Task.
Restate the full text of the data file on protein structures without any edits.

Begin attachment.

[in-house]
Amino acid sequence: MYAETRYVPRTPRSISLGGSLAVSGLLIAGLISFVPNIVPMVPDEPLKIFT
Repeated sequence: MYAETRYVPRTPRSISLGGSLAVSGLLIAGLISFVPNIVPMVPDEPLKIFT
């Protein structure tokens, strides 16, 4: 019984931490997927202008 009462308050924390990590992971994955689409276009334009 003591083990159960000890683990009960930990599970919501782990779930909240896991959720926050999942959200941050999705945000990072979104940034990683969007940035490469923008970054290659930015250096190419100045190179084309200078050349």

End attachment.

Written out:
[in-house]
Amino acid sequence: MYAETRYVPRTPRSISLGGSLAVSGLLIAGLISFVPNIVPMVPDEPLKIFT
Repeated sequence: MYAETRYVPRTPRSISLGGSLAVSGLLIAGLISFVPNIVPMVPDEPLKIFT
């Protein structure tokens, strides 16, 4: 019984931490997927202008 009462308050924390990590992971994955689409276009334009 003591083990159960000890683990009960930990599970919501782990779930909240896991959720926050999942959200941050999705945000990072979104940034990683969007940035490469923008970054290659930015250096190419100045190179084309200078050349």